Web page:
It’s been said that while everyone loves learning something new, people don’t always like being taught. A scientist from Colorado is working to change that.
Professor John Cohen still remembers his very first lecture, decades ago. "My slides didn’t work and I talked too fast and nobody knew what I was talking about and my knees were knocking. It was awful."
That’s not the case today. In 40 years as a professor of Immunology, Cohen has received nearly 30 Excellence in Teaching Awards from the University of Colorado School of Medicine.
"Dr. Cohen is incredibly enthusiastic in his lectures," says one of his students. "Very knowledgable."
"He’s one of the best lecturers I’ve ever heard," says another.
A third medical student agrees. "You just can’t help it to usually pay attention."
Cohen's approach is to not only help his students understand immunology, but also to allow them to enjoy learning about it. He thanks that first, awful lecture for his teaching success today.
"What I did figure out was, I’ve got two choices, like everyone else," he says. "I can go on saying, oh my God, that was awful, I’m going to do as little teaching as I possibly can because I’m no good, I hate it, and they hate me, or I’m going to become better at it."
Bringing high-tech science down to earth
He got so much better, that he took his lectures on the road.
In 1989, Cohen began a free series of lectures for the community about the science of medicine. The purpose of the lectures is to enlighten people by providing a scientific background that will improve their understanding of the human body and help them take charge of their health.
Cohen expected his Mini Med School to attract just a few science fans. However, more than 17,000 people have attended Mini Med over the past 20 years. It has inspired similar programs in more than 80 schools and hospitals around the world.
Helen McFarlane, who manages Mini Med, says its down-to-earth explanations empower people to expect the same from their doctors. "If there’s something going on with your own health, You can say, wait, I don’t quite understand this. Explain to me what this words means, and then I’ll get through and understand what’s happening."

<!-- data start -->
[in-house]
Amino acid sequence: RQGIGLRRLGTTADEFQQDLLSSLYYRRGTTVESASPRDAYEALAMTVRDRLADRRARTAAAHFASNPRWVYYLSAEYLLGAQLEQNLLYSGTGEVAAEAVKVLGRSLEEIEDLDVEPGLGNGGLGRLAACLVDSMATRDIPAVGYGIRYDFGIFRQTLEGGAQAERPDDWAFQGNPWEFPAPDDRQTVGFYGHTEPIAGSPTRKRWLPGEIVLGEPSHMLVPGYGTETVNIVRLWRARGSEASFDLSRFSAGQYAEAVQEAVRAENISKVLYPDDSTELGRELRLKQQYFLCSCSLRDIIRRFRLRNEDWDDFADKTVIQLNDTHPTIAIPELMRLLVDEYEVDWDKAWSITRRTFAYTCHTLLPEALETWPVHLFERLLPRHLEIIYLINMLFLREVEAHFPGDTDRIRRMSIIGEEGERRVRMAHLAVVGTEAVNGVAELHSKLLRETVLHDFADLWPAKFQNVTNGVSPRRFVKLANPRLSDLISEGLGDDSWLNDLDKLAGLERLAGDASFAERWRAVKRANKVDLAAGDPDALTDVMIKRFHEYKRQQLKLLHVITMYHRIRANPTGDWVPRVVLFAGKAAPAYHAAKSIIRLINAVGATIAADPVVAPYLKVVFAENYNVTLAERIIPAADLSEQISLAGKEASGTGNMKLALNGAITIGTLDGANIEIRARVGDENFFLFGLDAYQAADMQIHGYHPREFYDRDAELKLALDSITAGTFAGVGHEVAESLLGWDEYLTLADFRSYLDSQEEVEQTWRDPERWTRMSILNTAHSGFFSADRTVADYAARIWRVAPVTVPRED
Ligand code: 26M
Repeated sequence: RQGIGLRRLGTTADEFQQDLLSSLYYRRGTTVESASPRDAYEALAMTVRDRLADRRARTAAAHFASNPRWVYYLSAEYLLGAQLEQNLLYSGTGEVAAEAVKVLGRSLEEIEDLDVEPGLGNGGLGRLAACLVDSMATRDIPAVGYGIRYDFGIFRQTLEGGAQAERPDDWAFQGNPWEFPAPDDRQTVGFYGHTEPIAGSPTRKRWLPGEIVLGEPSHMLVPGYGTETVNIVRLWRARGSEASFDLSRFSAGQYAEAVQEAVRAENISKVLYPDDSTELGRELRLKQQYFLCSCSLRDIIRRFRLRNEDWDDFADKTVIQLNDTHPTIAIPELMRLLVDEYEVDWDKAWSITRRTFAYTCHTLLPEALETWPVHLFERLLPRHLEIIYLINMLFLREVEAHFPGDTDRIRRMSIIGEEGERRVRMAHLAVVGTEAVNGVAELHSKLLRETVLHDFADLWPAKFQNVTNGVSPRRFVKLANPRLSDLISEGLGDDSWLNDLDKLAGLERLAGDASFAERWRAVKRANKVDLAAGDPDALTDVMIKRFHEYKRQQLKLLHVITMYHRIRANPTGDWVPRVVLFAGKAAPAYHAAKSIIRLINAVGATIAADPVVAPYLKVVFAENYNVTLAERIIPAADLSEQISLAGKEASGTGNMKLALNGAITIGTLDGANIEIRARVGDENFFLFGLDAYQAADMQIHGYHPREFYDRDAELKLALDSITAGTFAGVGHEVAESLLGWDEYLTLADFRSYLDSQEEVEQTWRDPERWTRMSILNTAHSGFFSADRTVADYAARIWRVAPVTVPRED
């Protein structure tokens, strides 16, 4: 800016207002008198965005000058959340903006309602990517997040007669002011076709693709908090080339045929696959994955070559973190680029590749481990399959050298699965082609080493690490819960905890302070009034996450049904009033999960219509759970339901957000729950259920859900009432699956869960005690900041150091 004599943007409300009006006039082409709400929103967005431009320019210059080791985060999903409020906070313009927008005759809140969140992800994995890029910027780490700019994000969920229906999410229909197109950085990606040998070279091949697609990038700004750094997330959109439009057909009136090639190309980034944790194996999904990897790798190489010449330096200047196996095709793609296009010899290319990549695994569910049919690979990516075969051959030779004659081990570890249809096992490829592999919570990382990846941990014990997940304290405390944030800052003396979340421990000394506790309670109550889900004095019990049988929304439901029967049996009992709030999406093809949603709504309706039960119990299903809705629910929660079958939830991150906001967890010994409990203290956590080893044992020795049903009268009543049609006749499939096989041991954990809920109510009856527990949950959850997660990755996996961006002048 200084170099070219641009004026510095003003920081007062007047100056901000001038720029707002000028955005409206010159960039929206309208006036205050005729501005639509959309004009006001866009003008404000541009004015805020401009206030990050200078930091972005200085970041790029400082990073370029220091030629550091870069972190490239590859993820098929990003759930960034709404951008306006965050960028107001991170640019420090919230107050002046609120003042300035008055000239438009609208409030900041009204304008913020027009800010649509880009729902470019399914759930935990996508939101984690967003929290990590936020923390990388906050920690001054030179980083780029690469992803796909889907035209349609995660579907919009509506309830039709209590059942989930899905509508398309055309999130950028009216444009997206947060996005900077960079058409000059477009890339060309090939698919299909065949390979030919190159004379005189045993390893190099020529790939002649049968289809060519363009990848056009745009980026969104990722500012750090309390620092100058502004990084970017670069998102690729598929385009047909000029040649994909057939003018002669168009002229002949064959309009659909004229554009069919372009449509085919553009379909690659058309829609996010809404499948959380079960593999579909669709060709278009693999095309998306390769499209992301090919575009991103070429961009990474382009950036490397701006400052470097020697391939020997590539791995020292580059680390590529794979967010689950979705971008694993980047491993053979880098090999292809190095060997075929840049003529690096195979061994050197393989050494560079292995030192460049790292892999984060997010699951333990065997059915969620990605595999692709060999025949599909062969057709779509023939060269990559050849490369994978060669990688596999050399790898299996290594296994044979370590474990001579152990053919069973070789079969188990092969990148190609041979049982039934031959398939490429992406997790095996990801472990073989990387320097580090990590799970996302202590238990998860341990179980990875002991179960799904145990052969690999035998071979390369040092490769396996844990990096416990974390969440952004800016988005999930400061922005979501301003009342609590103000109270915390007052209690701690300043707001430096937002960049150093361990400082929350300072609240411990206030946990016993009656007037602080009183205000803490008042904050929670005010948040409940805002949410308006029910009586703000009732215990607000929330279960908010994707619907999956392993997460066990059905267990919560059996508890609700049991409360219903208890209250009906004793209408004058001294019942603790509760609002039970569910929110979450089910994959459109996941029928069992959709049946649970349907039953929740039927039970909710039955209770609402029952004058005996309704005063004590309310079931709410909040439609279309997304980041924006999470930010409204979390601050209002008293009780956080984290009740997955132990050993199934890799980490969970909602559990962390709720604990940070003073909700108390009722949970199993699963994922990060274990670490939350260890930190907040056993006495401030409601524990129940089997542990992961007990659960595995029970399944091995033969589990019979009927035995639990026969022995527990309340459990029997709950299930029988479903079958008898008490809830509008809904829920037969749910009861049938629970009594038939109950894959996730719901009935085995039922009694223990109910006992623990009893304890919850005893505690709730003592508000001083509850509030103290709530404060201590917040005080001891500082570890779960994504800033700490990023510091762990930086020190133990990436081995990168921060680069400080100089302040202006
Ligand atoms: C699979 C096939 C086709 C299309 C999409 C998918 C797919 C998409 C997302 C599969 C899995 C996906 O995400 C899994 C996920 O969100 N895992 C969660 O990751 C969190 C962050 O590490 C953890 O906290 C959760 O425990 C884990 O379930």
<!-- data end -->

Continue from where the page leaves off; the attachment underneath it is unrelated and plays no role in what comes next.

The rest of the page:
Cohen organizes another innovative teaching gig called Cafe Scientifique. Every month, it packs a Denver brewpub with more than 100 people, eager to hear a local scientist discuss cutting-edge research. Cohen is a big fan of the informal discussions about science, which began in 1998 in England. His Denver Cafe Sci is one of the longest-running and most popular in the U.S.
Presenters have included researchers, professors, clinicians and, recently, physiologist Inigo San Millan. "I have to say this is a new format for me. I feel like a little bit naked."
Cohen says most of the scientists and clinicians who speak at Cafe Sci find a receptive audience, and realize that giving a talk is not that scary.
"I have lots of clinical colleagues who take care of patients, and I’ve never heard any of them say to me, 'Oh, I’m a terrible doctor, I kill half of my patients.' Nobody says that, and nobody feels that. My research colleagues never say, 'Oh, I’m a terrible researcher. My experiments are stupid and half of them don’t work.' But it’s amazing how many people say, 'Oh, I’m a terrible teacher, I’d do anything to get out of it, and it’s a waste of time for me.'"
He believes the more someone gets into teaching, the more fun they have. "And you teach everybody. I go to a restaurant, I start to explain the biochemistry of the food to the waiter."
Now Cohen is developing a Cafe Pedagogique, where students and teachers, together, can brainstorm even better ways to teach. It’s just another reason why the American Association for the Advancement of Science recently presented Cohen with its top award for Promoting Public Understanding of Science and Technology.